Most of these explorations of the Noir City limits seem to have been embraced by the Castro faithful (though I wouldn’t expect more “comedy noir” bills in the future), but for 2014 Muller is making perhaps his most daring programming gambit yet. Of the twenty-seven films screening at Noir City’s twelfth annual stop in San Francisco, nineteen are foreign productions. Quai des Orfèvres is part of a contingent of French films also including Clouzot’s better-known The Wages of Fear and Yves Allégret’s Riptide (also known as Such a Pretty Little Beach).It Always Rains on Sunday and the Third Man are joined by another great British film with a Graham Greene screenplay, Brighton Rock, starring a babyfaced Richard Attenborough as the ultimate homme fatale.
Stray Dog and Drunken Angel represent Japan, while films from Mexico, Spain, and even the tiny film industry of Norway (Death is a Caress, directed by Edith Carlmar several years before she filmed Liv Ullmann in her first leading role) add even more international diversity to the program. Perhaps most enticing of all are three extreme rarities made in Peron-era Argentina, and presumably unearthed by Muller’s friends Paula Félix-Didier and Fernando Peña, the archivists who in 2008 pried half an hour of footage from Fritz Lang’s Metropolis out of a Buenos Aires vault so it could finally be seen by the world again after eighty years. One of these three, The Black Vampire, by Uruguayan writer-director Román Viñoly Barreto, is being billed as a “feminist” reworking of Lang’s M that has never been seen in this country, and is said to be even more expressionistic in style.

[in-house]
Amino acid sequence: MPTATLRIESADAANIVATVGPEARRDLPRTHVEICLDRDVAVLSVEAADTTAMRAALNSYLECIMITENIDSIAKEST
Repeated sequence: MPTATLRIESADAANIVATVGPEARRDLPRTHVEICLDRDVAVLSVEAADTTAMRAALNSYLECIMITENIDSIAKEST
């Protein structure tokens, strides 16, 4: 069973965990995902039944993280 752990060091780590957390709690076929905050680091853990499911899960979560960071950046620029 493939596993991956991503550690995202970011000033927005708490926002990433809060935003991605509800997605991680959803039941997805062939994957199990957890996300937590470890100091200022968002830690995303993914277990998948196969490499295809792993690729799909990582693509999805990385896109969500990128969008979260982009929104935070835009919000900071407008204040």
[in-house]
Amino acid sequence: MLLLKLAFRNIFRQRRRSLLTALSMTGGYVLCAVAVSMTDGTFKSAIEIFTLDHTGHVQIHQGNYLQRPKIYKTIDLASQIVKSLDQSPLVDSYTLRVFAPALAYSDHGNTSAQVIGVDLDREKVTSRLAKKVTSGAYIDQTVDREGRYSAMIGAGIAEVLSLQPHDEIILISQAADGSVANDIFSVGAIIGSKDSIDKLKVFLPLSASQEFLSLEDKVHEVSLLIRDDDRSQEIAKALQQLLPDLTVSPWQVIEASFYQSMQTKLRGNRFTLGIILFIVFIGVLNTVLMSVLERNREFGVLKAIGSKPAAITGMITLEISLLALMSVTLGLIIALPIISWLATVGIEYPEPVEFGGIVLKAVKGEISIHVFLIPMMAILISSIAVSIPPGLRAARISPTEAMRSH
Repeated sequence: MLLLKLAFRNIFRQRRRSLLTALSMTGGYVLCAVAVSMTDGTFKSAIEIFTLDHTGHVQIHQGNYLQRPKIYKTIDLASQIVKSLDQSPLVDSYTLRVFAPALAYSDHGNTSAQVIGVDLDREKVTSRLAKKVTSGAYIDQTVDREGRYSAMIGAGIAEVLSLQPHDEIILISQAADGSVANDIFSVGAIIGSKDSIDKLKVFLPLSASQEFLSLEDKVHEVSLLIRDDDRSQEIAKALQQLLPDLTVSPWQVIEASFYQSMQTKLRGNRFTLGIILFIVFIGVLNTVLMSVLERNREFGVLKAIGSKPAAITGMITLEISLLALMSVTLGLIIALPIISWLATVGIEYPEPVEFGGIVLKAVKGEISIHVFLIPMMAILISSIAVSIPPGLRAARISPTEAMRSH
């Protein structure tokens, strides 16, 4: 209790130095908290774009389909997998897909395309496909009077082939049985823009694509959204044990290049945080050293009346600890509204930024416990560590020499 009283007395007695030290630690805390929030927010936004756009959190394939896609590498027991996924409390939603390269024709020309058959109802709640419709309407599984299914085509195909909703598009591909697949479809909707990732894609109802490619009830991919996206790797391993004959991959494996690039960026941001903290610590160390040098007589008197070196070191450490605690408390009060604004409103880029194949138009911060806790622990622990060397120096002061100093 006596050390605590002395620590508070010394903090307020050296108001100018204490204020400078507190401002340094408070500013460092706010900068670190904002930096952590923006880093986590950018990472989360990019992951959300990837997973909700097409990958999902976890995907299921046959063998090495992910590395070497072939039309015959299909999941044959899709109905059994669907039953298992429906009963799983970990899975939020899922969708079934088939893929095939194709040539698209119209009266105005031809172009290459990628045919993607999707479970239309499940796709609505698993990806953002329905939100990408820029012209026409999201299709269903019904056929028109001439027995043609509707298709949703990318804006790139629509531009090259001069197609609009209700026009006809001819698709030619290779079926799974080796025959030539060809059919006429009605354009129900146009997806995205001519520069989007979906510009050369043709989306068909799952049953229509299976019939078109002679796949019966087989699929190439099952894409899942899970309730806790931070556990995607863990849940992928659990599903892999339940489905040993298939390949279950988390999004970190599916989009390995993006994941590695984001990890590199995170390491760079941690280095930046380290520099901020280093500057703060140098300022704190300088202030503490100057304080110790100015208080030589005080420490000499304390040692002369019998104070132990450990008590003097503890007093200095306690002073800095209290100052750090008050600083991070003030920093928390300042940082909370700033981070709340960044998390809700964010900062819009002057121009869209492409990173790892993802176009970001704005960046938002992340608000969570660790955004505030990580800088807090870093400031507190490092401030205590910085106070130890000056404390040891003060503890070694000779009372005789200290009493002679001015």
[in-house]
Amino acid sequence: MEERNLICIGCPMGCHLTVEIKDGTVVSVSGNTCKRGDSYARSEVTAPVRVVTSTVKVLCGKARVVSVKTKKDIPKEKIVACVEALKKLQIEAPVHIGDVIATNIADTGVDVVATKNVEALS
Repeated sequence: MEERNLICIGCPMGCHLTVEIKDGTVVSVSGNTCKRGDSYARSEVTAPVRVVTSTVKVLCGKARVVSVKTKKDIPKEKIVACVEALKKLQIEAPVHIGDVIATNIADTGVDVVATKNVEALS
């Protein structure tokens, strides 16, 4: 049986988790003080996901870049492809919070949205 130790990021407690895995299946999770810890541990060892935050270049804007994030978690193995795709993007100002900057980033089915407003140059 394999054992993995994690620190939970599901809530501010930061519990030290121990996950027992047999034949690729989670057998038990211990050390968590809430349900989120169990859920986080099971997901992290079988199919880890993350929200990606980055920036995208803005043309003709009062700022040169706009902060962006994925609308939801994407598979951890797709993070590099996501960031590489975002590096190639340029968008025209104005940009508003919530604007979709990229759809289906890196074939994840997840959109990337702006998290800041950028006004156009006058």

An international Noir City has been hinted at by Muller since January 2008, when the late San Francisco Film Society head Graham Leggat joined him on stage to introduce a screening of D.O.A. and promise a SFFS/Film Noir Foundation co-presentation along these lines. But it’s hard to overstate how drastic a change this year’s festival may seem to its loyal fans. Previous Noir City events have barely dipped a toe outside U.S. Territorial waters. In 2011 the USA/UK co-production So Evil My Love screened on a Geraldine Fitzgerald night. In 2012 the 1946 British adaptation of Vera Caspary’s Bedelia was shown billed with her more famous Laura. Last year’s festival brought two more films made in England, Jacques Tourneur‘s Night of the Demon and Cy Endfield’s Hell Drivers, taking advantage of the in-the-flesh presence of the Welsh-born star of Gun Crazy Peggy Cummins. Of over two hundred and fifty Castro screenings in Noir City’s first eleven years, only one feature made outside the British or U.S. film industries has unspooled: the 1951 version of Native Son filmed in Argentina, directed by Poetic Realism pioneer Pierre Chenal, and acted entirely in English by an American cast headed by Richard Wright himself. Noir City diehards are not used to reading subtitles at their favorite film festival.
I suspect this gambit will pay off, however. San Francisco cinema moviegoers have been historically amenable to foreign films, and may be galvanized to come to the Castro and prove that’s still true. Once the more uncertain among us have sampled a choice title or two, they may find themselves as hooked on international noir as they were on Robert Siodmak or Phil Karlson films when first discovering them. Self-styled film noir purists may appreciate that national origin aside, this year’s program represents the most tightly-focused Noir City in years. All twenty-seven films are presented in glorious black-and-white, all but two selections (Julian Duvivier’s 1937 Pépé le Moko and Jean-Pierre Melville’s 1959 Two Men in Manhattan) were released during the most commonly-cited chronological boundaries of film noir, 1941-1955, and all but six clustered around the even narrower 1946-1953 period.